Then we joined the EEC in 1973, which eventually became the EU. The French stopped insisting on yellow headlights, car insurers tended to include Europe cover, there was no need for green card or IDP. We still needed beam benders – some things never change. We got a dog and the pet passport scheme eventually made that easy. Mobile phones became ubiquitous and the EU eventually forced an end to yellow headlights and outrageous roaming charges. GB stickers bacame unnecessary.

And we never had to worry about how long our trip would be, we could stay as long as we wanted.

But today we’re finally out of the EU. All that bureaucracy is coming back, the pet passport is gone, there may be new roaming charges. We can only stay for 3 months out of six. We’re effectively excluded from free travel in ‘our’ Europe, the Europe that is our history.

These freedoms have been taken from us in the name of an abstraction called ‘sovereignty’, an anachronism in the modern interconnected world. They’re intended to ‘make Britain great again’, harking back to the days when renegade Britons roamed the world, stole land and riches from indigenous peoples, eliminating them or turning them into slaves, and made an inglorious ‘Empire’.

Fortunately, the law of unintended consequences means that unexpected benefits will turn up, and needed change may eventually be forced on the EU itself.

But at least we won’t need the yellow headlights again. Unless there is a Frexit.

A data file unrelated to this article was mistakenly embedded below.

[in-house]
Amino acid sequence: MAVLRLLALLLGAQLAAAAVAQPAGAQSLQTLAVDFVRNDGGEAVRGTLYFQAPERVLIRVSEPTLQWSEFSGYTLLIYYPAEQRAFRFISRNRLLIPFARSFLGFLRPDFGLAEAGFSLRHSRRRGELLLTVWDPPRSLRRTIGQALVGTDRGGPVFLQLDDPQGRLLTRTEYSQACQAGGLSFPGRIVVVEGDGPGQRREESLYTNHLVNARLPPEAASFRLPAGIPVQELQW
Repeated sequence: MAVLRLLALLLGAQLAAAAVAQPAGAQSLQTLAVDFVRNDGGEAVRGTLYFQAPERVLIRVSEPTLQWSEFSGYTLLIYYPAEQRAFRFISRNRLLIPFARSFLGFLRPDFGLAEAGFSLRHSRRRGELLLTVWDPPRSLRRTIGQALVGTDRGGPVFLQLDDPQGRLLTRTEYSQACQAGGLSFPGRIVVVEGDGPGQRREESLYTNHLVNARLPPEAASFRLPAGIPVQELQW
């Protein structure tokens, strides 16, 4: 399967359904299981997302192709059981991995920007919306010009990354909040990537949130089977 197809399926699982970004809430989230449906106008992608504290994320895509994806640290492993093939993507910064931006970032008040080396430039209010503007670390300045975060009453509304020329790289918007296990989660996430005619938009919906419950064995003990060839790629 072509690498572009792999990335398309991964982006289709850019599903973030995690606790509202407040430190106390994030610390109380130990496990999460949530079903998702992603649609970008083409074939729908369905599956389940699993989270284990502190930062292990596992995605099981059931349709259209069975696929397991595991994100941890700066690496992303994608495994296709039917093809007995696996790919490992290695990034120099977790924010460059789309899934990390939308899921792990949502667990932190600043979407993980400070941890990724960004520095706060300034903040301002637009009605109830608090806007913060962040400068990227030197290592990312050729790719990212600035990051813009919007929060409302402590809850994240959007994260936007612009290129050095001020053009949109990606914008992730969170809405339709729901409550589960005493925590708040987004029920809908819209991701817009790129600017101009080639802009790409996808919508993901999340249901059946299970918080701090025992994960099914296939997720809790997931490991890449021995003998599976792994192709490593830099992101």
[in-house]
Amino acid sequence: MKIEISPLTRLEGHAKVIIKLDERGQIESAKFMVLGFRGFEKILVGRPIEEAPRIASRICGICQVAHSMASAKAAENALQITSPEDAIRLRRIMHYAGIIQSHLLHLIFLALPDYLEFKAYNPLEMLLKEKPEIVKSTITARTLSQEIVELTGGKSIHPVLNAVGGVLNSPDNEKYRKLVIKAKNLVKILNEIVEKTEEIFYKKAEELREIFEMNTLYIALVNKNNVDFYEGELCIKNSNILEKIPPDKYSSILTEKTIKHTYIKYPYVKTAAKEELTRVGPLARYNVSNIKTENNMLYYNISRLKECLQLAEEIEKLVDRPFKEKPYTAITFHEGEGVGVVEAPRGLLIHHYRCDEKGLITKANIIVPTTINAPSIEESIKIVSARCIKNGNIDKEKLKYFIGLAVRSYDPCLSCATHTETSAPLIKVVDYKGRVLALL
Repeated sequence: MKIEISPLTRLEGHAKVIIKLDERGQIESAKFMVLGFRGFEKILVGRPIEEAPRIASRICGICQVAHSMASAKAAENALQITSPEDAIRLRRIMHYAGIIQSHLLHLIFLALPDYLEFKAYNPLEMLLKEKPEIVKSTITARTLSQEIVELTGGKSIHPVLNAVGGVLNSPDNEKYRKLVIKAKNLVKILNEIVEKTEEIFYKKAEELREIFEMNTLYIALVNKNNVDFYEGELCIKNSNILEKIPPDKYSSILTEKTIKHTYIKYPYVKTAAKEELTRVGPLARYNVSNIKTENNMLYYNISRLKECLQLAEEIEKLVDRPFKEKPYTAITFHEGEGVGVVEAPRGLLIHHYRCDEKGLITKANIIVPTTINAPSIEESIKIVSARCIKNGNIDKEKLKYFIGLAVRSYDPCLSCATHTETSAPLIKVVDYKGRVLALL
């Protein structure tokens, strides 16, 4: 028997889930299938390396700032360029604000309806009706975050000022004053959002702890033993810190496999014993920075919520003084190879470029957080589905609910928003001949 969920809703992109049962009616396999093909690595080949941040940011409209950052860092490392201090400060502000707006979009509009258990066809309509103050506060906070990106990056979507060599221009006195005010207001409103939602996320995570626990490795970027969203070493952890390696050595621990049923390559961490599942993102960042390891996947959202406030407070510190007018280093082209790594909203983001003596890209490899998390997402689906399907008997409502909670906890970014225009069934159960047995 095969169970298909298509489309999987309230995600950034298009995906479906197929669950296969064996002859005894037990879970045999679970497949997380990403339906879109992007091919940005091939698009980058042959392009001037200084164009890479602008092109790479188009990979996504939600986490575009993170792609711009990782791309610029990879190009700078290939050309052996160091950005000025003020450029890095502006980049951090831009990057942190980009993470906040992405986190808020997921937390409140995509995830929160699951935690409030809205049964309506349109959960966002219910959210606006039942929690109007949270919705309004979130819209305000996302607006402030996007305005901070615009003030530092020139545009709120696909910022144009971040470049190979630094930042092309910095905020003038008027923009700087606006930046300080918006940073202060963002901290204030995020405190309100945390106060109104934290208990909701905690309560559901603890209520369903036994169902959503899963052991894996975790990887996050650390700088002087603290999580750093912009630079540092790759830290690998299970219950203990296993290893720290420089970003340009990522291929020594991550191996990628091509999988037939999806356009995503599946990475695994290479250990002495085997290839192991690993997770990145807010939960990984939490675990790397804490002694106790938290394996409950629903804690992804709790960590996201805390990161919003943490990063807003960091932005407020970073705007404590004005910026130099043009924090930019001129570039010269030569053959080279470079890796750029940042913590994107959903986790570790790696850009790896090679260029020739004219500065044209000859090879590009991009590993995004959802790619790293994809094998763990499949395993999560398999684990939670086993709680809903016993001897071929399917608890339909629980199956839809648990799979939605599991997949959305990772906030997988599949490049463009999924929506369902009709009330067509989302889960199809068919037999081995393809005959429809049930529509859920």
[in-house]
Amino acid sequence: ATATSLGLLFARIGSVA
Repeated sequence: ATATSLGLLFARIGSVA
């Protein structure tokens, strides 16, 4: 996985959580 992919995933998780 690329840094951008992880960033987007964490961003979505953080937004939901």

Featured image shows one of the first optic headlamp lenses, the Corning Conaphore made of selective yellow “Noviol” glass (public domain via Wikipedia). So-called ‘selective yellow’ gives better visibility than white light in poor conditions and is still permitted in fog lights.

A COVID Christmas message

Reblogging this post. It could save someone’s life…

Robby Robin's Journey

This is an unusual Christmas post, but then again this is Christmas in a year like no other. This season is a time that’s meant to bring joy, and this year we have to be especially creative in finding ways to do so while keeping everyone safe. I wish everyone a happy holiday; this COVID world is at least offering us the time to look for joy in the small things, if we only choose to take it. Let’s take advantage of that.

I think this blog post from fellow blogger Kavitha at Sunshiny SA Site is important to reblog in its entirety. It is a strong reminder of why the restrictions in place in so many of our regions are there for a reason. The story it shares has been replicated far too many times: in Canada, South Africa, the United States, the UK, EU countries, and everywhere around…

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The Argument for Free Speech & Against Censorship

This well-argued post by Eric Wayne puts the case for free speech and against censorship. The logic is impeccable. Censorship is a slippery slope to all kinds of ills.